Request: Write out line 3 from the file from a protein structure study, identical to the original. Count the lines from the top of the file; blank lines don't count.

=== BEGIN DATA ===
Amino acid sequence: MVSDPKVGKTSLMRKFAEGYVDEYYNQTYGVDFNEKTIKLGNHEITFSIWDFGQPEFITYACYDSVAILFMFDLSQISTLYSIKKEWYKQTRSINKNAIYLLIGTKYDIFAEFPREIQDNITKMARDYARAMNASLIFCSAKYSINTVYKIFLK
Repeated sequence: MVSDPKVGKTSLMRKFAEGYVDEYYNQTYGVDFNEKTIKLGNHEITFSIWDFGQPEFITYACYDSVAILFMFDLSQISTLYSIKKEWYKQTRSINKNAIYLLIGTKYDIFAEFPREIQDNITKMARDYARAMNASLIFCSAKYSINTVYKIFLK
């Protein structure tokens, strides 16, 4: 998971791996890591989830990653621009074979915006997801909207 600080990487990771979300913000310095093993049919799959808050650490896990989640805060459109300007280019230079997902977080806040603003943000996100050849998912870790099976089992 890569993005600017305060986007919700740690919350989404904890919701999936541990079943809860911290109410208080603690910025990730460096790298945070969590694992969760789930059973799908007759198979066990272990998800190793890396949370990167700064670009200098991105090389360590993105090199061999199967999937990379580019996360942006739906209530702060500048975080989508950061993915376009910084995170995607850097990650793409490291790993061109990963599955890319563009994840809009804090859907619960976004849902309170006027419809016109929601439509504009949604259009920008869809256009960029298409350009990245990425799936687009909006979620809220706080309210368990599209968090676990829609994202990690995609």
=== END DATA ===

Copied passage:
């Protein structure tokens, strides 16, 4: 998971791996890591989830990653621009074979915006997801909207 600080990487990771979300913000310095093993049919799959808050650490896990989640805060459109300007280019230079997902977080806040603003943000996100050849998912870790099976089992 890569993005600017305060986007919700740690919350989404904890919701999936541990079943809860911290109410208080603690910025990730460096790298945070969590694992969760789930059973799908007759198979066990272990998800190793890396949370990167700064670009200098991105090389360590993105090199061999199967999937990379580019996360942006739906209530702060500048975080989508950061993915376009910084995170995607850097990650793409490291790993061109990963599955890319563009994840809009804090859907619960976004849902309170006027419809016109929601439509504009949604259009920008869809256009960029298409350009990245990425799936687009909006979620809220706080309210368990599209968090676990829609994202990690995609």